If you are not scared of dentists, drowning and doctors when you go in to A Cure for Wellness, you certainly will be by the time you leave. You’ll also want to steer clear of drinking water, floatation tanks and crowds of elderly people too.
Gore Verbinski’s latest chiller plays on all these phobias and more, as it winds its way from its slow, sinister build up, to its out and out spade-in-the-head horror finale, leaving you distinctly unsettled to say the least.
Based on an original story by Verbinski and screenwriter, Justin Haythe, A Cure for Wellness features a fine performance from Wittertainment favourite, Jason Issacs, who manages to be spine-chillingly sinister and completely charming at the same time. Indeed, it is Issac’s understated performance that makes the time-honoured trope of ‘is the hero losing his mind or is everyone actually out to get him’ work so convincingly.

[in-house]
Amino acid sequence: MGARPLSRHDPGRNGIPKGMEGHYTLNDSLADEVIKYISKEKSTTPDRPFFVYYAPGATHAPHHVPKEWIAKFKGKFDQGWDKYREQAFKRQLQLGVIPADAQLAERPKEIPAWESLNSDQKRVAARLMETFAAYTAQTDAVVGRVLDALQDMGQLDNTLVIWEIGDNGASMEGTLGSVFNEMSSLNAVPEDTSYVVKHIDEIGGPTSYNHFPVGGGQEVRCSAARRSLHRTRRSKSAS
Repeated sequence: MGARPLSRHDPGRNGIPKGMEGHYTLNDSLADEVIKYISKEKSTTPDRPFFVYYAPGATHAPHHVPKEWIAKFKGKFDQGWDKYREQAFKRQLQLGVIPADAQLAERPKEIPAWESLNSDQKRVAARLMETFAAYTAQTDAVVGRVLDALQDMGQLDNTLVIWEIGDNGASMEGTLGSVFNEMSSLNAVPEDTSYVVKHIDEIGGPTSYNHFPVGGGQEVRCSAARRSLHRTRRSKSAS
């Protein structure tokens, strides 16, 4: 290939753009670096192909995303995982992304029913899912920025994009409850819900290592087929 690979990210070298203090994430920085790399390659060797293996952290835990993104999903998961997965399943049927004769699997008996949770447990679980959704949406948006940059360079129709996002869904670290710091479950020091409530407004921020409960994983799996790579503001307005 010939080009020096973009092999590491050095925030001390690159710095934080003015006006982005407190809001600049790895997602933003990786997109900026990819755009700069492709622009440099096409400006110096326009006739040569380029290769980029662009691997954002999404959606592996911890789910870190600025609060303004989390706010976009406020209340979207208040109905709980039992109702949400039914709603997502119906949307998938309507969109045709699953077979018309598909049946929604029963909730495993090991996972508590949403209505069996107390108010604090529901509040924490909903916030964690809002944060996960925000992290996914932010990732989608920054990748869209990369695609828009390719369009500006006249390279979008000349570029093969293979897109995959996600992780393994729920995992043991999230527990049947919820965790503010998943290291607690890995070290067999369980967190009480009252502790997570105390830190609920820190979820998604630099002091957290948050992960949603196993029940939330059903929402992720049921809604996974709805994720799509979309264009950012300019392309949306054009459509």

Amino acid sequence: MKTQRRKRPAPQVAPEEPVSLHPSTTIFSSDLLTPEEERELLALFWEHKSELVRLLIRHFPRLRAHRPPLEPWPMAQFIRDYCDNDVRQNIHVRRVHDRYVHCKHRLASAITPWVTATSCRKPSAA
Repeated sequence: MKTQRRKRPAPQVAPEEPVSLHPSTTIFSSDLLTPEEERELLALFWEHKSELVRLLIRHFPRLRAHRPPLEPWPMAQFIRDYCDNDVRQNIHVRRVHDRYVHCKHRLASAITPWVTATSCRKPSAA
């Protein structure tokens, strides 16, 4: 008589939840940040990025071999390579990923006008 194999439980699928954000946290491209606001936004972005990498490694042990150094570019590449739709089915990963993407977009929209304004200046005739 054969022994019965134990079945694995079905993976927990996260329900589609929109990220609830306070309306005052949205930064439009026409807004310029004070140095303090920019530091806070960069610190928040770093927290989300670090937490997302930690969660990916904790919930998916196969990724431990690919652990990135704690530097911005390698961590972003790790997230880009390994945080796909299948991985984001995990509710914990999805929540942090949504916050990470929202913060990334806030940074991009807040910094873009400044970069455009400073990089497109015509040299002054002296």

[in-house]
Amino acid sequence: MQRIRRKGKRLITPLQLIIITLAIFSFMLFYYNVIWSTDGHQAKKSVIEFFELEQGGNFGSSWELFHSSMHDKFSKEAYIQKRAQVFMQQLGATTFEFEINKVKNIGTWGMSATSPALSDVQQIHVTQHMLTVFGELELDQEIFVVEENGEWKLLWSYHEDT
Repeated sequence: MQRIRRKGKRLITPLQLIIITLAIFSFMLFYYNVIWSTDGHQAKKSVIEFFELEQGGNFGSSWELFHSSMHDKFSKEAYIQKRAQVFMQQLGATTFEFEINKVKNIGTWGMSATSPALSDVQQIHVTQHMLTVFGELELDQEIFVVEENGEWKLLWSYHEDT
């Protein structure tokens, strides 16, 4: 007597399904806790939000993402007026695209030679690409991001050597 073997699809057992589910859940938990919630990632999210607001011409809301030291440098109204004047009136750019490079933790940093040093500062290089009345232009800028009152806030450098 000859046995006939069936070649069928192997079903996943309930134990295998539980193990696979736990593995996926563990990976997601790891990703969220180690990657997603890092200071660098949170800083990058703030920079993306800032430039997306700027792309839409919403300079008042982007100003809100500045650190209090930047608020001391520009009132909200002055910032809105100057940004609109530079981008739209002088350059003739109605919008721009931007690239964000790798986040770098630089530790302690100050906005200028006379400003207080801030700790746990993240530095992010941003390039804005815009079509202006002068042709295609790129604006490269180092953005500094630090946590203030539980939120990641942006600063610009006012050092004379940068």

Young Di Caprio lookalike, Dane DeHaan, is also on top form as the bewildered city financier sent to retrieve one of his bosses from the creepy sanitarium, while relative newcomer, and the new Mrs Shia LeBeouf, Mia Goth, manages to maintain a disconcerting detachment throughout.
Sadly, the ever dependable Celia Imrie acts all the other elderly guests off the croquet lawn, and you can’t help feeling the directors missed a trick here. I’m sure there are many senior actors who would have relished the chance to ham it up one more time in what is destined to be a cult horror. Instead we get a mix of benign old duffers, constantly trying to persuade DeHaan to learn a new card game to pass the time in between their mysterious ‘treatments’.
There’s no denying that A Cure for Wellness takes a while to get going, and could certainly stand to lose a fair chunk of its two and a half hour run time. That said, the production design is so sumptuous and the strange setting so beautifully realised, that you don’t mind spending a while looking around before things start getting gory. It’s certainly worth the wait.
As the final reel begins, brace yourselves for some stomach-churning effects and some pretty twisted concepts as the truth behind the ‘cure’ is revealed in graphic detail. You’ll certainly never look at eels again in quite the same way every again.